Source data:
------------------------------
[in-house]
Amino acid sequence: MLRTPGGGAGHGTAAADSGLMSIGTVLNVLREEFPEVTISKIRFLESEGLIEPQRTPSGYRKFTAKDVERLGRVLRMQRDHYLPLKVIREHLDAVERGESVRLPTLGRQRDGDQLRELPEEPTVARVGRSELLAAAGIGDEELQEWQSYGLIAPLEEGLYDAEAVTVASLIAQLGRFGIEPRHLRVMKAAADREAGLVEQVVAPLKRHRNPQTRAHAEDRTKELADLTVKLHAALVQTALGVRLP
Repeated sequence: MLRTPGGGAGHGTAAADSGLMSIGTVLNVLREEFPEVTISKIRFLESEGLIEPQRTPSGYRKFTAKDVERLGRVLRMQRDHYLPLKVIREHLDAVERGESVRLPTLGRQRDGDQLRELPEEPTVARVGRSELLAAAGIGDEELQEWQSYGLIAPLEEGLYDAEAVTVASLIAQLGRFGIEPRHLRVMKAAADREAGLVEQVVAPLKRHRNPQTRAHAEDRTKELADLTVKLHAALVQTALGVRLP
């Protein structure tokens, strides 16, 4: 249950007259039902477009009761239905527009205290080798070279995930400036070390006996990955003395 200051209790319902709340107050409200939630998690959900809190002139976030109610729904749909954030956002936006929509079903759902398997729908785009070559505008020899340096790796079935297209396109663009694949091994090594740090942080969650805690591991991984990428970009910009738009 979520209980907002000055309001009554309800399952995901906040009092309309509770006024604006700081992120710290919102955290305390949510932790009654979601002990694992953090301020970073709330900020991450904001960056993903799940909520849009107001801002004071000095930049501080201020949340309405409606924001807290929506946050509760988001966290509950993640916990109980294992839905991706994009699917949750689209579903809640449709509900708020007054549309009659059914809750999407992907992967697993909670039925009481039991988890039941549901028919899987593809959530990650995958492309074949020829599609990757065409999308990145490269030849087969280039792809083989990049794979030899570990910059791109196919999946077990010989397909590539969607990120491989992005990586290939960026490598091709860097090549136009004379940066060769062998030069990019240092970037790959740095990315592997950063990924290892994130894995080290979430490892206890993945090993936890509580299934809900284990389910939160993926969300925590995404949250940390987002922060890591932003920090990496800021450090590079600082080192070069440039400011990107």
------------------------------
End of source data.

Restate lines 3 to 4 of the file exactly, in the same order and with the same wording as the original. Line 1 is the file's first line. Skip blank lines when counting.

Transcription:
Repeated sequence: MLRTPGGGAGHGTAAADSGLMSIGTVLNVLREEFPEVTISKIRFLESEGLIEPQRTPSGYRKFTAKDVERLGRVLRMQRDHYLPLKVIREHLDAVERGESVRLPTLGRQRDGDQLRELPEEPTVARVGRSELLAAAGIGDEELQEWQSYGLIAPLEEGLYDAEAVTVASLIAQLGRFGIEPRHLRVMKAAADREAGLVEQVVAPLKRHRNPQTRAHAEDRTKELADLTVKLHAALVQTALGVRLP
């Protein structure tokens, strides 16, 4: 249950007259039902477009009761239905527009205290080798070279995930400036070390006996990955003395 200051209790319902709340107050409200939630998690959900809190002139976030109610729904749909954030956002936006929509079903759902398997729908785009070559505008020899340096790796079935297209396109663009694949091994090594740090942080969650805690591991991984990428970009910009738009 979520209980907002000055309001009554309800399952995901906040009092309309509770006024604006700081992120710290919102955290305390949510932790009654979601002990694992953090301020970073709330900020991450904001960056993903799940909520849009107001801002004071000095930049501080201020949340309405409606924001807290929506946050509760988001966290509950993640916990109980294992839905991706994009699917949750689209579903809640449709509900708020007054549309009659059914809750999407992907992967697993909670039925009481039991988890039941549901028919899987593809959530990650995958492309074949020829599609990757065409999308990145490269030849087969280039792809083989990049794979030899570990910059791109196919999946077990010989397909590539969607990120491989992005990586290939960026490598091709860097090549136009004379940066060769062998030069990019240092970037790959740095990315592997950063990924290892994130894995080290979430490892206890993945090993936890509580299934809900284990389910939160993926969300925590995404949250940390987002922060890591932003920090990496800021450090590079600082080192070069440039400011990107």